Internal Controls in Accounting

Are internal controls necessary for my small business?

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Internal controls are policies are procedures put in place to ensure continued accuracy and reliability of accounting systems. They are put in place to enhance financial integrity, control errors, and prevent fraud. According to the Sarbanes-Oxley Act of 2002, internal controls are corporate governance measures that businesses put in place to safeguard investors from fraud.

During an audit, the auditor will examine the effectiveness of your business’ internal controls to assess the level of compliance with laws and regulations and the accuracy of financial information provided in your financial statements; and then they give an opinion. Therefore, it is the responsibility of business owners/managers to set up and effectively manage internal controls.

Internal controls are in two major categories:

  1. Preventive Controls

These are measures put in place to prevent accounting errors and fraudulent activities from occurring. Preventive controls are proactive and focused on quality.

Some of these measures include:

  • Separation of duties such as bookkeeping, deposits, reporting and auditing.
  • Controlling access to different parts of an accounting system via passwords, lockouts, and electronic access logs.
  • Standardizing documents used for financial transactions, such as invoices, internal materials requests, inventory receipts and travel expense reports.
  • Requiring specific managers to authorize certain types of transactions adds a layer of responsibility to accounting records.
  • Having formal policies and procedures for sourcing, bidding, and purchasing goods and services.
  • Generating and storing critical supporting documentation.
  • Documenting accounting policies and procedures to help accounting and finance staff understand and follow formalized rules and maintain consistent controls.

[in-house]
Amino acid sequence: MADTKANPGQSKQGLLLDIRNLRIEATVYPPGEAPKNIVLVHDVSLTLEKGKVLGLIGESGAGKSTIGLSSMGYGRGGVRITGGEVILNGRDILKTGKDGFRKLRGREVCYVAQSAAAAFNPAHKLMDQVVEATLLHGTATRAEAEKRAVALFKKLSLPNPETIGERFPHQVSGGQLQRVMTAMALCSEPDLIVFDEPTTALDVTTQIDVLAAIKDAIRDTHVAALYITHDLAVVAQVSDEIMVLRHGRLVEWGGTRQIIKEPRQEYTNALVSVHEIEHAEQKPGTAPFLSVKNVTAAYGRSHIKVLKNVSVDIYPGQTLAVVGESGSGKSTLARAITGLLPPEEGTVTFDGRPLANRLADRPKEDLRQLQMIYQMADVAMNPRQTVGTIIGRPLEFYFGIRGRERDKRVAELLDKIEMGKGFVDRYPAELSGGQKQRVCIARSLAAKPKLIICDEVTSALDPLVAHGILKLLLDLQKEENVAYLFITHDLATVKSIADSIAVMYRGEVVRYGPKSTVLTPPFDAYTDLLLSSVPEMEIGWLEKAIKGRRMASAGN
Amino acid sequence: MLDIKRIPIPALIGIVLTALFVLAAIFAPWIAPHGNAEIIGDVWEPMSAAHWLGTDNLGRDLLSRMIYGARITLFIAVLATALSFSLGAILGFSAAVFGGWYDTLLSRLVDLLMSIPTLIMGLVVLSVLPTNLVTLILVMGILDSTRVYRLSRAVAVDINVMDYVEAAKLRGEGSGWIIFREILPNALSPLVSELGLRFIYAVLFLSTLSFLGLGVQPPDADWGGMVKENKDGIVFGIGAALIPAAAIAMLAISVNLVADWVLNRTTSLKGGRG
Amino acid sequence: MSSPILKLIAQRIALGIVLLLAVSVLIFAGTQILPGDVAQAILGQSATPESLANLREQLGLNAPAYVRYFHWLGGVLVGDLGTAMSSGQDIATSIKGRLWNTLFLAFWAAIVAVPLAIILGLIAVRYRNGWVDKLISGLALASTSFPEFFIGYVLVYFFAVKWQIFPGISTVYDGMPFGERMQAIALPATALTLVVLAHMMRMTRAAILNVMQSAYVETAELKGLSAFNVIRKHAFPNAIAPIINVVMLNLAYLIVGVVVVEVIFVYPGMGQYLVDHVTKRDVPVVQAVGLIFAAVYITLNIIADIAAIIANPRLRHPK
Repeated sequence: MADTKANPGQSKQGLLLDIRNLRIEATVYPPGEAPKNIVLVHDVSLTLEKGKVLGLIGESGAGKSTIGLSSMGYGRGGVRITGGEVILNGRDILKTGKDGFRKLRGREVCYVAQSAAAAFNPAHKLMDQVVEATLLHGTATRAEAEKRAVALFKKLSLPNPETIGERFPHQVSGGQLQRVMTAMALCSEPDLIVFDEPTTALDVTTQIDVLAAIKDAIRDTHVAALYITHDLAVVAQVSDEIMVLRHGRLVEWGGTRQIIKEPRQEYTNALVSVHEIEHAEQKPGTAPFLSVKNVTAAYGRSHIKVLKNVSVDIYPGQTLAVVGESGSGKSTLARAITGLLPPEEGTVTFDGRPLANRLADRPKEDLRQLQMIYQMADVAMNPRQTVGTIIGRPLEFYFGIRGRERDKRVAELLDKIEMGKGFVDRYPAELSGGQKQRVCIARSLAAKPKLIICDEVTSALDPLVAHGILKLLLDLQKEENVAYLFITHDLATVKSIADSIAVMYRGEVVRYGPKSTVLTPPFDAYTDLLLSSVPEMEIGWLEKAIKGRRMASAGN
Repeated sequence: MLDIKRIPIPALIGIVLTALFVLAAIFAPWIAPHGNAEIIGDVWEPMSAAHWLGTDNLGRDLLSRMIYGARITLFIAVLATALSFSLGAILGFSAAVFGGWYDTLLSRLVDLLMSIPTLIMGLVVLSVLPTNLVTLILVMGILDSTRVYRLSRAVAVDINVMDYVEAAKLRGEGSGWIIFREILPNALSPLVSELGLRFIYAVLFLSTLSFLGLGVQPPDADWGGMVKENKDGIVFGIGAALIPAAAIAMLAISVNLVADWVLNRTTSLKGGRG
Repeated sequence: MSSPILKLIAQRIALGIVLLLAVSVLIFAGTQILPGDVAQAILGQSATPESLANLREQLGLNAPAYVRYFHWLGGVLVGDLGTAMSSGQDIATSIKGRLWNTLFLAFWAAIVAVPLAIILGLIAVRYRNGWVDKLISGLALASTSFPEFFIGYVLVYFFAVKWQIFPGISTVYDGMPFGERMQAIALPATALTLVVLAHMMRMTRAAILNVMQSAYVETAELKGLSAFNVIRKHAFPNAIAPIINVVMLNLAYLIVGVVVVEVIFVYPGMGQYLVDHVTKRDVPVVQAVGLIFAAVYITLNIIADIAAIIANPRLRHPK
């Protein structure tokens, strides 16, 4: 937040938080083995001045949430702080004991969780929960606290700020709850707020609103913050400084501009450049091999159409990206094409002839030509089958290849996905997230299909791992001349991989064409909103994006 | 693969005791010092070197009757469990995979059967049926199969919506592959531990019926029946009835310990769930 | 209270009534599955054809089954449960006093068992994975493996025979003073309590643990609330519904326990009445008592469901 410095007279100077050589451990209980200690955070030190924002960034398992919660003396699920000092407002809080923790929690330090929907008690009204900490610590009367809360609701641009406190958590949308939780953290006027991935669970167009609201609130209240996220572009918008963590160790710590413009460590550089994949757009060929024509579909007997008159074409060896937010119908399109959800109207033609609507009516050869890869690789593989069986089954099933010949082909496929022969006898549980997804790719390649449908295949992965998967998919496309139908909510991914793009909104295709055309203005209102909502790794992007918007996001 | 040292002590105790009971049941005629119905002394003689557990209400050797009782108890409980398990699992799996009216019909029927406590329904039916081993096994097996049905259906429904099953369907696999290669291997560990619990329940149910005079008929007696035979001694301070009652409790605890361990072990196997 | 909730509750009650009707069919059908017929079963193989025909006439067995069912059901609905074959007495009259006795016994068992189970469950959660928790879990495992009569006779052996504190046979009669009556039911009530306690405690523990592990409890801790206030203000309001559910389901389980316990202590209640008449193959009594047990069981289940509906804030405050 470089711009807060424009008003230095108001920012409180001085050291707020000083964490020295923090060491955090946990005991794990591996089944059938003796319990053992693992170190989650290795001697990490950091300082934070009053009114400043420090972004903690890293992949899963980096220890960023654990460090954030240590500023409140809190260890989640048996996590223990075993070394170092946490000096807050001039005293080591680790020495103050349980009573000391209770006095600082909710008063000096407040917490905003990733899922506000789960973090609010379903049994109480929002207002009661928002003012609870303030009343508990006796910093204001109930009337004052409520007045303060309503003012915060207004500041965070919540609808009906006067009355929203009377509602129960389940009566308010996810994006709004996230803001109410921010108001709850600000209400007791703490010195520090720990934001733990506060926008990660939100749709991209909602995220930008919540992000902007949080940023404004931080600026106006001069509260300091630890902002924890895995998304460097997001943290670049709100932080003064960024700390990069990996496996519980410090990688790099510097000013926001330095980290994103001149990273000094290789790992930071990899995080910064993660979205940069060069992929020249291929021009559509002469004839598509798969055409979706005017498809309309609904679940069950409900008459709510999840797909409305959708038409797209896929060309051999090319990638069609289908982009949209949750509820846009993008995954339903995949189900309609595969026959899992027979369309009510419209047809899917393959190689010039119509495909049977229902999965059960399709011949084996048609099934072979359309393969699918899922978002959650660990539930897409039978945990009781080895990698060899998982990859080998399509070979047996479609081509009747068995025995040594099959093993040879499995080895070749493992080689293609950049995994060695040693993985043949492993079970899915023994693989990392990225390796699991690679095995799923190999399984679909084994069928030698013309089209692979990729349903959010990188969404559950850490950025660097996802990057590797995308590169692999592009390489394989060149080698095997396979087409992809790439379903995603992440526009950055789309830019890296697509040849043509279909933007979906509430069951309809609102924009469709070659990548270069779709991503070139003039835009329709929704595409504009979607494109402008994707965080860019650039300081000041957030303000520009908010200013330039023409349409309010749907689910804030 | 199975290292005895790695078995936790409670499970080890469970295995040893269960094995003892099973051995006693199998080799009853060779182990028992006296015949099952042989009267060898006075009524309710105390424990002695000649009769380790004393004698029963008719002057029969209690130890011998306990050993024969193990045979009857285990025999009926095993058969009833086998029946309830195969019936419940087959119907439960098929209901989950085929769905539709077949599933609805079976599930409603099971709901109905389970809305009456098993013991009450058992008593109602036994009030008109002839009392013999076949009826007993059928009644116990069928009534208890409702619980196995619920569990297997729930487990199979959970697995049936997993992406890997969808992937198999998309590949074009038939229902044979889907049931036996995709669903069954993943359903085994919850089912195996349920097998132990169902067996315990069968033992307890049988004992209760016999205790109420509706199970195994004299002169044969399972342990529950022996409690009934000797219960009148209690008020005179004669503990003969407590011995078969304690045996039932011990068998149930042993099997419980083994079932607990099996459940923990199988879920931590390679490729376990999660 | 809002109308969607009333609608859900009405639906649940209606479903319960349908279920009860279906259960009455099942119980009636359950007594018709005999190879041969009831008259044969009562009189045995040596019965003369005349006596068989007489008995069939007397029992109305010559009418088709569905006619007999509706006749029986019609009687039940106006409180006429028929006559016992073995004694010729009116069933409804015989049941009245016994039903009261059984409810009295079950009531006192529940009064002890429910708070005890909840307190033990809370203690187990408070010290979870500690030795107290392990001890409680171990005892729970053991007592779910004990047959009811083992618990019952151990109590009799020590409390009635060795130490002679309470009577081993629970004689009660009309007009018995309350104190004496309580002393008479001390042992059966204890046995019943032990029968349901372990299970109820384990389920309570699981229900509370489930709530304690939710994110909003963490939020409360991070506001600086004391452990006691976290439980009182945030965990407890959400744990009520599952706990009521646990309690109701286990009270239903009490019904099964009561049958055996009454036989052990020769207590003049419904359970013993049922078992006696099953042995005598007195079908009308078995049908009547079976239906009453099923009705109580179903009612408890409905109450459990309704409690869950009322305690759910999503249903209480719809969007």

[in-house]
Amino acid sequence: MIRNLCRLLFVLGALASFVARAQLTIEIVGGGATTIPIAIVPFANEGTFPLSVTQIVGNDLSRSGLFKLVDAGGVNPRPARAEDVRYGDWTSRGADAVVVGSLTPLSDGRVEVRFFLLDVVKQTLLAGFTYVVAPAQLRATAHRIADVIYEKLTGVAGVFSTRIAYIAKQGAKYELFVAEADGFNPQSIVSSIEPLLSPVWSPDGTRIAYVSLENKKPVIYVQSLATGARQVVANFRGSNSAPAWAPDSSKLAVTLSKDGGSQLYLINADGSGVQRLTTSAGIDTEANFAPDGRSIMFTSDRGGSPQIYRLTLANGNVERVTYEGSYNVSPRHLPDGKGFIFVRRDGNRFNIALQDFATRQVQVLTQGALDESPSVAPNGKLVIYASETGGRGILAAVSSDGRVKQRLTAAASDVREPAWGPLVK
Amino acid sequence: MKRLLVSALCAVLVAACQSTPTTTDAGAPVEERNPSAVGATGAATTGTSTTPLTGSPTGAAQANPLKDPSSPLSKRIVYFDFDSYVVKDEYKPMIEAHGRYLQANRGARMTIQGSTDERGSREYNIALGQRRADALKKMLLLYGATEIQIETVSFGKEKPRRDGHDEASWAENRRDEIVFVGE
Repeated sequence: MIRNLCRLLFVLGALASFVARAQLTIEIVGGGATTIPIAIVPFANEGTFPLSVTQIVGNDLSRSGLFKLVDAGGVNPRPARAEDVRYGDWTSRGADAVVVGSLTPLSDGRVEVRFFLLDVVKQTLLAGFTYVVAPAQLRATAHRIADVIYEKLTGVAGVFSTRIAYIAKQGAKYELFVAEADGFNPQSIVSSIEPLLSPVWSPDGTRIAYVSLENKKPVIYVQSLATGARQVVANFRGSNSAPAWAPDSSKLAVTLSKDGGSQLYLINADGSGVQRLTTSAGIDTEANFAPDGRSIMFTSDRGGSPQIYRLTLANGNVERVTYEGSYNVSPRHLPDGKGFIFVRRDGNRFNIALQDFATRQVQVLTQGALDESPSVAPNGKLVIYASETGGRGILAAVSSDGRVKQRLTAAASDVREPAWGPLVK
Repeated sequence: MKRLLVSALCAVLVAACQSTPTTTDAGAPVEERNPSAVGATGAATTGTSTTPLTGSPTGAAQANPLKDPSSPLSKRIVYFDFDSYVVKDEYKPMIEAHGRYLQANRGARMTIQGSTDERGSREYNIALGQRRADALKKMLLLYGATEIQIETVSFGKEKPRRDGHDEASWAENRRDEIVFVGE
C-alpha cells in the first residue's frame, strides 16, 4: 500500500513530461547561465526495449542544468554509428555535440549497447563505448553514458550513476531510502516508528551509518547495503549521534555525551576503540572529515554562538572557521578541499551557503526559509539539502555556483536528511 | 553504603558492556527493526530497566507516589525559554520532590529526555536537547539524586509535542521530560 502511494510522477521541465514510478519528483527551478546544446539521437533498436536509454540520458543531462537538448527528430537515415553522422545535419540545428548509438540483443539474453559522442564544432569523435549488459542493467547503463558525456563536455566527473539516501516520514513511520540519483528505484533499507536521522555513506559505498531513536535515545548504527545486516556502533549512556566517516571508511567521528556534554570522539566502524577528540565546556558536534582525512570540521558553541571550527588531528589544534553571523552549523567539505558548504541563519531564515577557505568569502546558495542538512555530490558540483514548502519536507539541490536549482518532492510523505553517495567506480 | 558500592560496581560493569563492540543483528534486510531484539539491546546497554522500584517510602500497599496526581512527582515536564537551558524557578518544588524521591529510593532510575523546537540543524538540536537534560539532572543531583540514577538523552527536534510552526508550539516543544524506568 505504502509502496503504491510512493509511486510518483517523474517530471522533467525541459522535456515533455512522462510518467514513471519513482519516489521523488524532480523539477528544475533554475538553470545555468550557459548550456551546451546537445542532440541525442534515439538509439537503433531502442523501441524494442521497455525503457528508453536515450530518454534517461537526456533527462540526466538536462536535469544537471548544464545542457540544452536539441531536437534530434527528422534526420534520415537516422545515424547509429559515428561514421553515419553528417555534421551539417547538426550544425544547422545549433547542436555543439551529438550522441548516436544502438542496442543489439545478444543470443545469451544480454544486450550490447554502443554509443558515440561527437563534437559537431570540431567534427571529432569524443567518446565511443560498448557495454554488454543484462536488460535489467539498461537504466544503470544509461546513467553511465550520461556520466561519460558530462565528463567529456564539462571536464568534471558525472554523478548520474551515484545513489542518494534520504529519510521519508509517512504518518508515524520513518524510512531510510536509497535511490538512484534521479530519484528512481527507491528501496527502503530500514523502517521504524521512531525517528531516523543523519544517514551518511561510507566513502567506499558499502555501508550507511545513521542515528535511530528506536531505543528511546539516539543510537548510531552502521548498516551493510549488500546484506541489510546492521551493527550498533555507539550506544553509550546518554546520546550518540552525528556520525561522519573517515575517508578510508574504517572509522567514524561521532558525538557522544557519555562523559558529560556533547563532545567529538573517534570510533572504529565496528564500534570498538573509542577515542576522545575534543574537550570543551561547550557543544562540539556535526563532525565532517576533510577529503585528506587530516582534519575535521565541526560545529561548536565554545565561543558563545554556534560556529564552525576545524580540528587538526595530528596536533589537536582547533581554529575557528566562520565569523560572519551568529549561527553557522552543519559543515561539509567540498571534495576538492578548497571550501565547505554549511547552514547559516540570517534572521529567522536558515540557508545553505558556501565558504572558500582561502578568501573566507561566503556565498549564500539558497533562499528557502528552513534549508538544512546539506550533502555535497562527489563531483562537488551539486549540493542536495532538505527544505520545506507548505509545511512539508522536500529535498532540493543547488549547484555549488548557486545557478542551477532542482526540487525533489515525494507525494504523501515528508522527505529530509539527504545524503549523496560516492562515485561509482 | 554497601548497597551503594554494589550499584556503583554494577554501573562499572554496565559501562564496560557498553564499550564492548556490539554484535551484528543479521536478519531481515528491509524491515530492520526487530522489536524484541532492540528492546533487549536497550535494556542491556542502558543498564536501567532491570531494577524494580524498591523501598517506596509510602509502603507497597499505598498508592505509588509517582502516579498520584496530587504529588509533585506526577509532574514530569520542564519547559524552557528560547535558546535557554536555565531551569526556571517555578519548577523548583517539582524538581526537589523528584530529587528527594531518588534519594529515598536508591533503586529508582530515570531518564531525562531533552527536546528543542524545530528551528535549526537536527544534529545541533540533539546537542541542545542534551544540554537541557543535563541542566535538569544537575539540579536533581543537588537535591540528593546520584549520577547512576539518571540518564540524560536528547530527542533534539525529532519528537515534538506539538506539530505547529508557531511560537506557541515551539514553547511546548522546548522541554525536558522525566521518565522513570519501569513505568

• Outsourcing certain business functions (such as payroll, human resources, benefits, bill payment, accounting, compliance, customer service, or IT services) to third party service providers.
  • Having formal policies for full and complete accounting and approval processes for every corporate credit card transaction incurred by every employee and business owner. In addition, each employee should have a defined spending limit.
  • Pre-approval of actions and transactions (such as a Travel Authorization).
  1. Detective Controls

These are measures put in place to identify missing accounting information with the aim of detecting errors and fraud after the transaction has occurred. Detective controls provide evidence that preventive controls are operating as intended.

Some of these measures include:

  • Physical audits such as hand-counting cash and any physical assets tracked in the accounting system, such as inventory, materials, and tools.
  • Using a double-entry accounting system adds reliability by ensuring that the books are always balanced. Calculating daily or weekly trial balances can provide regular insight into the state of the system.
  • Occasional accounting reconciliations can ensure that balances in your accounting system match up with balances in accounts held by other entities including banks, suppliers, and credit customers.
  • Review organizational performance (such as a budget-to-actual comparison to look for any unexpected differences).
  • For employee travel and personal expense reimbursement, every employee should prepare an expense report addressing all business-related expenditures. Included in the report should be supporting receipts above a specific threshold amount established by the business.

Conclusion: There is no one-size-fits-all formula to setting up internal controls. Internal controls are designed to fit the needs of your business in order to enhance operational efficiency.

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